Dr. Werbach's objectivity is so carefully maintained that, to a general reader, his well-balanced approach might seem like fence sitting. This is perhaps most notable in his cautious discussion of vitamin C against cancer. I also noticed that, in considering schizophrenia, the Hoffer-Osmond Adrenochrome Hypothesis was omitted. My personal opinion is that Dr. Werbach might have more to say in open support of really high divided doses of niacin (not just niacinamide in moderation) for anxiety and psychosis. The multiple sclerosis section makes no mention of the nutritional protocol of Frederick R. Klenner and Roger J. Williams is not cited in the otherwise very good section on alcoholism. Max Gerson is absent from the chapter on cancer. William J. McCormick is not mentioned in connection with vitamin C and cerebrovascular disease, and I found no references to Wilfrid or Evan Shute's pioneering work with vitamin E and heart disease. This may be because Dr. Werbach has chosen, perhaps because of limitations of space, to focus on more recent research. Additionally, I think chromium polynicotinate, zinc monomethionine, iron fumarate, and so-called colloidal minerals should be added to the section on "Elemental Mineral Content of Common Mineral Salts" used as supplements. 

Lest I appear to be nit-picking, let me assert that any book that calmly mentions vitamin E doses of up to 3,200 I.U., and maximum daily treatment dosages for vitamin C of 200,000 mg has my immediate and appreciative attention. Robert F. Cathcart, Ewan Cameron, Garnett Cheney, Ruth Harrell, John Ellis, William Kaufman, J.W. Anderson, and many other expert physicians and researchers are to be found fairly, and favorably, mentioned in the Textbook of Nutritional Medicine.  A number of these names are simply not to be found in any other nutrition textbook that I have ever seen. It is a pleasure to see them included here.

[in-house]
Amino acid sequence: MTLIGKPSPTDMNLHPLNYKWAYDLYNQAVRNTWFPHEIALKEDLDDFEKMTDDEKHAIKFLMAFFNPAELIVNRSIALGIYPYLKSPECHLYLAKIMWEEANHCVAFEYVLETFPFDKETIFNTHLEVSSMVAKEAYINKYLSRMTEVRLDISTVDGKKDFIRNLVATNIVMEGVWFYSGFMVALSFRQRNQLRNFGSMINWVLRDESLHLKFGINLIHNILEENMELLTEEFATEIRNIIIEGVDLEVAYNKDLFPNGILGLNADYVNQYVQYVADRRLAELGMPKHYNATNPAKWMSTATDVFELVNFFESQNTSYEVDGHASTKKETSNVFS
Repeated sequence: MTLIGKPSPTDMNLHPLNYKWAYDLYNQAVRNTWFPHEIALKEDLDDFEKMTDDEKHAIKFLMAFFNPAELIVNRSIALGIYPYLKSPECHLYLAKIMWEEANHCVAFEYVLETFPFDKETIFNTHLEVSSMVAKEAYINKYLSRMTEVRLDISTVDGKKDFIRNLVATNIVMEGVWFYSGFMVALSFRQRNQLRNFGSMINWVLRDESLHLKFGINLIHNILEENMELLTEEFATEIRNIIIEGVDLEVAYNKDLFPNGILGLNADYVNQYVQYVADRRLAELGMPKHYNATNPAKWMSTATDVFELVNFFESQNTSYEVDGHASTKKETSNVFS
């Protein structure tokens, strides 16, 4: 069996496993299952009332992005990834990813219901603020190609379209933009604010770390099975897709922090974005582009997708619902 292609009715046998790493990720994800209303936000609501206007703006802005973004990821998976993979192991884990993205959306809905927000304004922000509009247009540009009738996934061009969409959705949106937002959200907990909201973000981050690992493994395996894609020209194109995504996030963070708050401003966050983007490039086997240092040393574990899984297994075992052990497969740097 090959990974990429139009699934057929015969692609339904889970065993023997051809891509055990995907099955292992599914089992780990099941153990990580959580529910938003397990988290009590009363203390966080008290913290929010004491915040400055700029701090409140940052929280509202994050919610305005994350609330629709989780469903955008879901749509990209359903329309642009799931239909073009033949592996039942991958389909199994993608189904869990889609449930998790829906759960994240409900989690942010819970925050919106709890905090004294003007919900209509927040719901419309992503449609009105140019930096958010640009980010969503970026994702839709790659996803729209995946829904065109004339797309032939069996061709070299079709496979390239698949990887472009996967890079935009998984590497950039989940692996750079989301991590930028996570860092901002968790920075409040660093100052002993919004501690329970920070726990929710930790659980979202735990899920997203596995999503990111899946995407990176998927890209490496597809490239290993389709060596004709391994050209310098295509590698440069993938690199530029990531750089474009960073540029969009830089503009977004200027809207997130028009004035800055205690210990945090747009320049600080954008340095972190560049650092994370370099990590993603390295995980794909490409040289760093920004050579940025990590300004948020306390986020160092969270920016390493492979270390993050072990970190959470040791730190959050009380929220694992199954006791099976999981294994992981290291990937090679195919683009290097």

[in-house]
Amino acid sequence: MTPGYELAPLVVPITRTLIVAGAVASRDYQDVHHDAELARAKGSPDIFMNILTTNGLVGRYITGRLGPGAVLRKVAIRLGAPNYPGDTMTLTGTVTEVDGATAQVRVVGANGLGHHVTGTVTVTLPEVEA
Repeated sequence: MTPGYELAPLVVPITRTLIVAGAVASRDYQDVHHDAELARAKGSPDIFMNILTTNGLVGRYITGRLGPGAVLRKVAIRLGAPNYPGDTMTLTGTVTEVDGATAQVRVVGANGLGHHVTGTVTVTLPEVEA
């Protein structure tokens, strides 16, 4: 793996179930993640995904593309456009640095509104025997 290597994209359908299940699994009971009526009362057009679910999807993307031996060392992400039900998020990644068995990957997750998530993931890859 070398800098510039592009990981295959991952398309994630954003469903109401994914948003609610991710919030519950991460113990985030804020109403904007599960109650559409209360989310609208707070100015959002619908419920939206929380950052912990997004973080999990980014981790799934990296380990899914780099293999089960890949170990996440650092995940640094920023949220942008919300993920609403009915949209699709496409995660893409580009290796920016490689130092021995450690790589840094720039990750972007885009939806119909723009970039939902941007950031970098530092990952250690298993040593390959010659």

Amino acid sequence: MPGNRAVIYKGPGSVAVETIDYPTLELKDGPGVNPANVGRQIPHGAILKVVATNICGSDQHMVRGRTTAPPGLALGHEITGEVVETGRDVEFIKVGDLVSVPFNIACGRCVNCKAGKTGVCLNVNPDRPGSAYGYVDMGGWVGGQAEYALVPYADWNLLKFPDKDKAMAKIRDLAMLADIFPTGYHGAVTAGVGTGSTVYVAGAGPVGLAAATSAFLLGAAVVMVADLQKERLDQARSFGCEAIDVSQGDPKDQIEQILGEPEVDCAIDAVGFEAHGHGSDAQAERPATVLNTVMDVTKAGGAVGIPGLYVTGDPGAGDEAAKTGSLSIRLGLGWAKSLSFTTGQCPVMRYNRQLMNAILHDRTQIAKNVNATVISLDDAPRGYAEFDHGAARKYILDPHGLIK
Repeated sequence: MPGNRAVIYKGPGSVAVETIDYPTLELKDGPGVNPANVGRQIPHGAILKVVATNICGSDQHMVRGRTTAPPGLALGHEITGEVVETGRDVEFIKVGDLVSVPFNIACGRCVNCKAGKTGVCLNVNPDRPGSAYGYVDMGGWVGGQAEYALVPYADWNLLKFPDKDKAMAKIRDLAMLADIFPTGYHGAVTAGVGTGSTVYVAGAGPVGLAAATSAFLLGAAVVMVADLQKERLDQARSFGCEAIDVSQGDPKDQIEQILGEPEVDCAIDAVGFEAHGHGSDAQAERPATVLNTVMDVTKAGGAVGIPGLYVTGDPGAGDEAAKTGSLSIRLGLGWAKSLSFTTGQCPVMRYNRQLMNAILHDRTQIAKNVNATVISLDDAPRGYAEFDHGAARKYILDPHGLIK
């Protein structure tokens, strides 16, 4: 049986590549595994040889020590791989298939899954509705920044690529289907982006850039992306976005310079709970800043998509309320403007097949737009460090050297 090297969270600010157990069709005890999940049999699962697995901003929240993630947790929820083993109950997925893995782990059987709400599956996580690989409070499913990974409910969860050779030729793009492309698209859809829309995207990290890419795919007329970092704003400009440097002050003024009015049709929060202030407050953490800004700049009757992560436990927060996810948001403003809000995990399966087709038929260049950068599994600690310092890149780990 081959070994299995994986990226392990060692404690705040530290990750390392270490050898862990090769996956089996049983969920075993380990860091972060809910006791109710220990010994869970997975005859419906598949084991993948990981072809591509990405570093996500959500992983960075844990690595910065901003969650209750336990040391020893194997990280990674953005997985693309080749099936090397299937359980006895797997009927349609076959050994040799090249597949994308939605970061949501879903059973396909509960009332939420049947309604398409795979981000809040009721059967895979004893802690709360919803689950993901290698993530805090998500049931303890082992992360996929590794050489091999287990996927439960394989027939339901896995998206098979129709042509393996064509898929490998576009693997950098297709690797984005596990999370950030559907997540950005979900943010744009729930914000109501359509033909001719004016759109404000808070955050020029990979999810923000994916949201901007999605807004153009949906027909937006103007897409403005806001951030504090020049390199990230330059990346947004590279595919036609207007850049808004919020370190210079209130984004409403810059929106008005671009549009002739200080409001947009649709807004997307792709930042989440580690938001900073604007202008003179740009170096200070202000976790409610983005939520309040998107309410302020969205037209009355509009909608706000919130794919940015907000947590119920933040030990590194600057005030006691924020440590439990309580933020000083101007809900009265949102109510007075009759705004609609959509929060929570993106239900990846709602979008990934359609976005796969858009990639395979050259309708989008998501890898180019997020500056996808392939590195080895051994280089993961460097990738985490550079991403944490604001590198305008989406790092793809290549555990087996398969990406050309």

I am especially pleased that Dr. Werbach includes a considerable quantity of information on megavitamin treatment of AIDS patients. This bold and much needed inclusion opens the door for nutritional treatment of all viral illnesses. I am further delighted to see a section on nutrition and Down's syndrome. There are also seldom-mentioned-elsewhere nutritional approaches to Parkinson's disease, epilepsy, infertility, rosacea, lupus, and even myopia.  These sections make interesting reading indeed. Truth to be told, ANY section of the book makes for interesting reading.  I was somewhat surprised to fail to find Alzheimer's disease listed in either the table of contents or the index. Look under "Dementia" and you will find it; however, it should have its own listing.

Dr. Werbach's attitude towards and discussion of vitamin side effects is excellent. It is also conservative. He does not hesitate to caution when caution is due, and yet he clearly states (and proves) that the safety of megavitamin therapy is far greater than drug therapy.  Information on lab nutrition tests, label units and measurements, vitamin deficiencies, hints for successful practice of integrative medicine, and the entirely appropriate personal story of how he came to write his books, are all included.

But the heart of the Textbook is its nearly 700 pages of clinical recommendations and research summaries. Citations are clearly marked and reader-friendly; studies are mentioned within the text by authors' names in italics. Frequent and well-placed case histories are boxed in gray. There should be an overall author index as well as a topic index. Preparing such an index is not a job that I'd want; Dr. Werbach has over 140 full pages of references with about 40 citations per page.  That makes no fewer than 5,600 references in Textbook of Nutritional Medicine. Yet it is due to this very great number that the book requires more thorough indexing. 

I have relied on Dr. Werbach's work for ten years. When I prepare an article or lecture, I refer to his writings as a matter of habit. Before his books, one had to go back to Bicknell and Prescott's The Vitamins in Medicine (from the 1950's) for a really good single-volume collection of applied therapeutic nutrition research summaries. I am grateful for this latest, most impressive, and most practical update on a subject that is so important to us all.

Review copyright 2005 and prior years by Andrew W. Saul.

Andrew Saul is the author of the books FIRE YOUR DOCTOR! How to be Independently Healthy (reader reviews at ) and DOCTOR YOURSELF: Natural Healing that Works. (reviewed at )

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Andrew W. Saul